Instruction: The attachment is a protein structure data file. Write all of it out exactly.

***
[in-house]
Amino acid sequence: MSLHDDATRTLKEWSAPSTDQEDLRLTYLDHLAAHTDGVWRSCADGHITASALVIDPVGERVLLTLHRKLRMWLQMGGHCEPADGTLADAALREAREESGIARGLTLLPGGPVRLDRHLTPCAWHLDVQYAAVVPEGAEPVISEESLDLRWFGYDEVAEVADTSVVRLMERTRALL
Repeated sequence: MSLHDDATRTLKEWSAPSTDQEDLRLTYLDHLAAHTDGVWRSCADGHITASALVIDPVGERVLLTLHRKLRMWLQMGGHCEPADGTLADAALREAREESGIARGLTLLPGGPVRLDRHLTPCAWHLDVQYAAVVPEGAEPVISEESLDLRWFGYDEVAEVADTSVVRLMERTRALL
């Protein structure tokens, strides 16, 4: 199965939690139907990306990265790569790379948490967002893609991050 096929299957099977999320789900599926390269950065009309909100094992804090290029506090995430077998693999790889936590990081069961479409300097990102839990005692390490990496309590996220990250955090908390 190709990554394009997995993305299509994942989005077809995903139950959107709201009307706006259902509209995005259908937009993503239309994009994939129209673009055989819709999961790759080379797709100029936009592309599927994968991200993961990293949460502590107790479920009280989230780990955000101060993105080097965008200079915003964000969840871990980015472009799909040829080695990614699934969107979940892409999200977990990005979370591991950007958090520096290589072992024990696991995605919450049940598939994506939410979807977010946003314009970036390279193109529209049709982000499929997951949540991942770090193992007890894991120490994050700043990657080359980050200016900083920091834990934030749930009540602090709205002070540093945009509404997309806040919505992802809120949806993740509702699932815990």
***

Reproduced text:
[in-house]
Amino acid sequence: MSLHDDATRTLKEWSAPSTDQEDLRLTYLDHLAAHTDGVWRSCADGHITASALVIDPVGERVLLTLHRKLRMWLQMGGHCEPADGTLADAALREAREESGIARGLTLLPGGPVRLDRHLTPCAWHLDVQYAAVVPEGAEPVISEESLDLRWFGYDEVAEVADTSVVRLMERTRALL
Repeated sequence: MSLHDDATRTLKEWSAPSTDQEDLRLTYLDHLAAHTDGVWRSCADGHITASALVIDPVGERVLLTLHRKLRMWLQMGGHCEPADGTLADAALREAREESGIARGLTLLPGGPVRLDRHLTPCAWHLDVQYAAVVPEGAEPVISEESLDLRWFGYDEVAEVADTSVVRLMERTRALL
């Protein structure tokens, strides 16, 4: 199965939690139907990306990265790569790379948490967002893609991050 096929299957099977999320789900599926390269950065009309909100094992804090290029506090995430077998693999790889936590990081069961479409300097990102839990005692390490990496309590996220990250955090908390 190709990554394009997995993305299509994942989005077809995903139950959107709201009307706006259902509209995005259908937009993503239309994009994939129209673009055989819709999961790759080379797709100029936009592309599927994968991200993961990293949460502590107790479920009280989230780990955000101060993105080097965008200079915003964000969840871990980015472009799909040829080695990614699934969107979940892409999200977990990005979370591991950007958090520096290589072992024990696991995605919450049940598939994506939410979807977010946003314009970036390279193109529209049709982000499929997951949540991942770090193992007890894991120490994050700043990657080359980050200016900083920091834990934030749930009540602090709205002070540093945009509404997309806040919505992802809120949806993740509702699932815990």